Fixing Financial Crises in the 21st Century

By Andrew G. Haldane | Go to book overview

18

Comments on "Co-ordination failure, moral hazard and sovereign bankruptcy procedures"

David Vines

Chapter 17, by Ghosal and Miller, suggests that an attempt to solve liquidity crises by rollovers will promote moral hazard and, conversely, that the better one can deal with such moral hazard problems the more one ought to solve all liquidity crises by rollovers. The basic argument is set out in Sections 18.1 to 18.3 of these comments.

This volume discusses both liquidity crises and solvency crises. Chapter 17 focuses almost entirely on liquidity crises. It does not consider the effect of solvency difficulties. I will discuss solvency crises in Section 18.4. Section 18.5 considers implications of this analysis.


18.1

The setup of the game

The setup is one which produces crises during the life of an investment project. These can be caused either by a negative external shock or by a failure of the borrower to make sufficient policy effort. When the negative effects of either of these strike, a liquidity problem arises, but the creditors cannot tell which. The question is whether (a) the lenders will continue to lend in such circumstances, and (b) whether the borrower has incentives to make policy effort in these circumstances. There are two periods (the first between t = 0 and t = 1, and the second between t = 1 and t = 2) and there are only two creditors. The project is long-run solvent in that the shocks only cause temporary liquidity crises.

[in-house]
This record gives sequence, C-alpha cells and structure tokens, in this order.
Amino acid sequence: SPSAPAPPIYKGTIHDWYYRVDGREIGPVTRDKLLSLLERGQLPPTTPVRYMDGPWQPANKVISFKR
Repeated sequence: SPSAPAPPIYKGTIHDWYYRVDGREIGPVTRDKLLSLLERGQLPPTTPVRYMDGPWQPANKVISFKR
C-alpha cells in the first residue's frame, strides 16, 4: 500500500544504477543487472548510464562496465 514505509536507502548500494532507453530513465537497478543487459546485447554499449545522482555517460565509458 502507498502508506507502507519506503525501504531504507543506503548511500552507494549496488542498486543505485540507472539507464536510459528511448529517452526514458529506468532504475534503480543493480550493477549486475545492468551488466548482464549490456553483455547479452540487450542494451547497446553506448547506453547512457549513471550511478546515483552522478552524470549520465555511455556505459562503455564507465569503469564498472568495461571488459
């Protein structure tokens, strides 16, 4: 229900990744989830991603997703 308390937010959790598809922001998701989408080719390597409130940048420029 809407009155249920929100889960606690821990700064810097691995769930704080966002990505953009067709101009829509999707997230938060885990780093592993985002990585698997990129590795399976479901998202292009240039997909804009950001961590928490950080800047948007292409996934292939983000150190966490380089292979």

There are two things which can go wrong at the beginning of the second period. First, there can have been "low effort" by the borrower at the beginning of period 1. Effort can be thought of as "financial regulation" or "capital controls". Without effort there will be an outflow of money abroad. The sovereign has the possibility of making effort which would prevent this. Second, the productivity of the project can temporarily fall, due to a negative shock at the end of period 1.

If either of these things happens, the project has a liquidity problem at the beginning of period 2, in that the required payment of interest at this time is more than the project has yielded by then. 1 The creditors face a co-ordination problem. They may or may not run. If they do not run, then the project can be completed. If they do run, then there is a "crisis" and the

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